The opening today in Harrogate of Countryside Live, the smaller, autumnal sibling to the Great Yorkshire Show, comes as our rural communities stand at a crossroads.
North Yorkshire County Council recognised as much this week by appointing a panel of Town Hall outsiders – academics and agriculturalists among them – to explore from a new perspective solutions that might address the alarming decline of the most vulnerable villages.
As The Yorkshire Post has recorded many times, these have been the victims of a Catch-22 combination of service cuts and falling populations, their isolation seemingly working against the practicalities of the modern economy.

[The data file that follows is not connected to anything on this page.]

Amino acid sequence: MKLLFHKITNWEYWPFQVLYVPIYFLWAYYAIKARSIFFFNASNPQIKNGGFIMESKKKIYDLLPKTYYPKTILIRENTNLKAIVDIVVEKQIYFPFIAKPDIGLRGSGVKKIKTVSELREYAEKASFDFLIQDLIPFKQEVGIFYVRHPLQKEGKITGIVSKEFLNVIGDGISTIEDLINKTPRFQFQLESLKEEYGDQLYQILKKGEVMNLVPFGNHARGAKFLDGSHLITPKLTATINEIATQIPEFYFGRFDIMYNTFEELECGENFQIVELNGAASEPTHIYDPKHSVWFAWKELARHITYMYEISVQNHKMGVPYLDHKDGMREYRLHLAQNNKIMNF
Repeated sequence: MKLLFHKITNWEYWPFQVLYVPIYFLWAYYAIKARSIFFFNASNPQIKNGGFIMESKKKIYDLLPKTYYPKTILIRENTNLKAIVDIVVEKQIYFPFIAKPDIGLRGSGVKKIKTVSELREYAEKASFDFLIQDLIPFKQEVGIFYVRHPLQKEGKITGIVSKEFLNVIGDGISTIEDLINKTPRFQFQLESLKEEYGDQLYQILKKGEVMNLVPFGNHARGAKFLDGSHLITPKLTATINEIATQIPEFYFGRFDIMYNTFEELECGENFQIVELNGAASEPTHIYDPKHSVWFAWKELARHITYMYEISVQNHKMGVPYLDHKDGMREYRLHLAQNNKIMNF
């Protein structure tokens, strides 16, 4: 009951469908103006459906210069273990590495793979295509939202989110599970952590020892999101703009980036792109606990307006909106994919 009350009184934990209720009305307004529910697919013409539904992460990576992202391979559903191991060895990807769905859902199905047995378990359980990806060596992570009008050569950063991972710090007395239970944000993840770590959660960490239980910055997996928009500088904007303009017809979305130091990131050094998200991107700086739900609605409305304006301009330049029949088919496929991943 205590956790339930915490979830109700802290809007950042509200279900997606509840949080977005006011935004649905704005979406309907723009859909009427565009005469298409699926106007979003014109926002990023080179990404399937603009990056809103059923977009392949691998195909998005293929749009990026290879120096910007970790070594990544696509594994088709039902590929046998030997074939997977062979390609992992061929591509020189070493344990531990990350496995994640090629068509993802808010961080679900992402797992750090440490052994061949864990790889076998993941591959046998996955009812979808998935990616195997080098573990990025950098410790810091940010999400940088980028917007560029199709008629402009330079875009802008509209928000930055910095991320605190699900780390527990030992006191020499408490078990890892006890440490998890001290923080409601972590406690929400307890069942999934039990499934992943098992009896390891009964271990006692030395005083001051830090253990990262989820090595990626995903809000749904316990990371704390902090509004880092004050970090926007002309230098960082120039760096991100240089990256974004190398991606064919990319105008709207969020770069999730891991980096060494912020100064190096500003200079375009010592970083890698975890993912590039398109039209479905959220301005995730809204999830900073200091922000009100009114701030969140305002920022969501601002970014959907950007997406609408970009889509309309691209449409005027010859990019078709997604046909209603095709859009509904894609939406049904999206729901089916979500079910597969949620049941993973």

The council’s “rural commission”, similar to the Royal Commissions which governments convene to dissect issues free of party politics, is a welcome move to address this.
Indeed, it is surprising that it appears not to have been tried before. Policy formulation need not be the exclusive province of a council’s paid officials, and North Yorkshire’s initiative is a tacit acknowledgement that strategy can, when the need arises, be imposed upon them.
There are, of course, no easy answers, but the need to cast the net as widely as possible in the search for them, has never been more pressing.
Both Countryside Live and The Yorkshire Post’s own rural awards, which we celebrate in this issue, are reminders of all that is great about our rural communities, and as the new commission prepares for its inaugural meeting next week, let us hope it can help to finally piece together the infrastructure that will ensure their survival.